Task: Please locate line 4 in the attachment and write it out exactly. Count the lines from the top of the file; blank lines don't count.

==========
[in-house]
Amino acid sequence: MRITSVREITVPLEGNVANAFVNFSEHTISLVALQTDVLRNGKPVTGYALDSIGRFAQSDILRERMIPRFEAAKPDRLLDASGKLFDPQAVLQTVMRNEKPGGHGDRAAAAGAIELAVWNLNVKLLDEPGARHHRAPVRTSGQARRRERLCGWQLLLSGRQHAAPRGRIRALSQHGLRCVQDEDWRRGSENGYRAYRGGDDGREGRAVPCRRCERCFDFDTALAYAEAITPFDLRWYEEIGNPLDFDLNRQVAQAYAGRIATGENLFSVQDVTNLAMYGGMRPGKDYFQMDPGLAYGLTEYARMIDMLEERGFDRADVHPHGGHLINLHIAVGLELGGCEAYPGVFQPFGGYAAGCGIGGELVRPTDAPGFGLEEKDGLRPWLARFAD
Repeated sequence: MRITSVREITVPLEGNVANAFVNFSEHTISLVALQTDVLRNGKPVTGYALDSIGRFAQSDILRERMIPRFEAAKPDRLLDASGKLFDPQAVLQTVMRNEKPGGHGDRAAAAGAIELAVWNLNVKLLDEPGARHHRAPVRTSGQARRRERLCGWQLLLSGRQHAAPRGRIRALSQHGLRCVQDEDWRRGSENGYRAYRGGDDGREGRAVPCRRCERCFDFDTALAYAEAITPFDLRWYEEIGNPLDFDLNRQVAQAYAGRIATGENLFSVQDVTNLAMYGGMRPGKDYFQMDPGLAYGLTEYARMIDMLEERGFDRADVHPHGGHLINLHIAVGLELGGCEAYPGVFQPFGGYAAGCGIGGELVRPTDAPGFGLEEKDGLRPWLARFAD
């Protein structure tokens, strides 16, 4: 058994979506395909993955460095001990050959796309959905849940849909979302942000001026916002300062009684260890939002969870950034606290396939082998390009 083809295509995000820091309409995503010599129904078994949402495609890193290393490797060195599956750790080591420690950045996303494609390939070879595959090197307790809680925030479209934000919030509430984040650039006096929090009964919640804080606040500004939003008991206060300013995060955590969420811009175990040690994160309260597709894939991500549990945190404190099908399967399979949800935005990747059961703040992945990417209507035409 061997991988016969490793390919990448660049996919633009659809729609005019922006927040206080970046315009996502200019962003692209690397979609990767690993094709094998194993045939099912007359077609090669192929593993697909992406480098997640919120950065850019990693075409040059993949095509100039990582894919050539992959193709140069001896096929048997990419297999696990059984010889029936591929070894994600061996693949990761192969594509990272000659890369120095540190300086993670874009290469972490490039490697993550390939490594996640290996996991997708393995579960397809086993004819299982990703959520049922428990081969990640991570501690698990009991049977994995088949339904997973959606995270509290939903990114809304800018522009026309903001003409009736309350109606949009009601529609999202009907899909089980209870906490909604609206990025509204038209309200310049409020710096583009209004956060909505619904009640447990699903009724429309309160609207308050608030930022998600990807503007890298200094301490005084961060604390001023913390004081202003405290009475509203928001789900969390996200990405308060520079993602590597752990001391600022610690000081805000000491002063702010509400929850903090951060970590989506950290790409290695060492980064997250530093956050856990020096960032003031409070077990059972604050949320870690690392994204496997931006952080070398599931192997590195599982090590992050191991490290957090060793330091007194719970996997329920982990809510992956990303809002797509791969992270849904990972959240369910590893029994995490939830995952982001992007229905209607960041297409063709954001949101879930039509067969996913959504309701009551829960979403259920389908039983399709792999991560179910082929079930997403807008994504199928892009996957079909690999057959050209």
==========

């Protein structure tokens, strides 16, 4: 058994979506395909993955460095001990050959796309959905849940849909979302942000001026916002300062009684260890939002969870950034606290396939082998390009 083809295509995000820091309409995503010599129904078994949402495609890193290393490797060195599956750790080591420690950045996303494609390939070879595959090197307790809680925030479209934000919030509430984040650039006096929090009964919640804080606040500004939003008991206060300013995060955590969420811009175990040690994160309260597709894939991500549990945190404190099908399967399979949800935005990747059961703040992945990417209507035409 061997991988016969490793390919990448660049996919633009659809729609005019922006927040206080970046315009996502200019962003692209690397979609990767690993094709094998194993045939099912007359077609090669192929593993697909992406480098997640919120950065850019990693075409040059993949095509100039990582894919050539992959193709140069001896096929048997990419297999696990059984010889029936591929070894994600061996693949990761192969594509990272000659890369120095540190300086993670874009290469972490490039490697993550390939490594996640290996996991997708393995579960397809086993004819299982990703959520049922428990081969990640991570501690698990009991049977994995088949339904997973959606995270509290939903990114809304800018522009026309903001003409009736309350109606949009009601529609999202009907899909089980209870906490909604609206990025509204038209309200310049409020710096583009209004956060909505619904009640447990699903009724429309309160609207308050608030930022998600990807503007890298200094301490005084961060604390001023913390004081202003405290009475509203928001789900969390996200990405308060520079993602590597752990001391600022610690000081805000000491002063702010509400929850903090951060970590989506950290790409290695060492980064997250530093956050856990020096960032003031409070077990059972604050949320870690690392994204496997931006952080070398599931192997590195599982090590992050191991490290957090060793330091007194719970996997329920982990809510992956990303809002797509791969992270849904990972959240369910590893029994995490939830995952982001992007229905209607960041297409063709954001949101879930039509067969996913959504309701009551829960979403259920389908039983399709792999991560179910082929079930997403807008994504199928892009996957079909690999057959050209």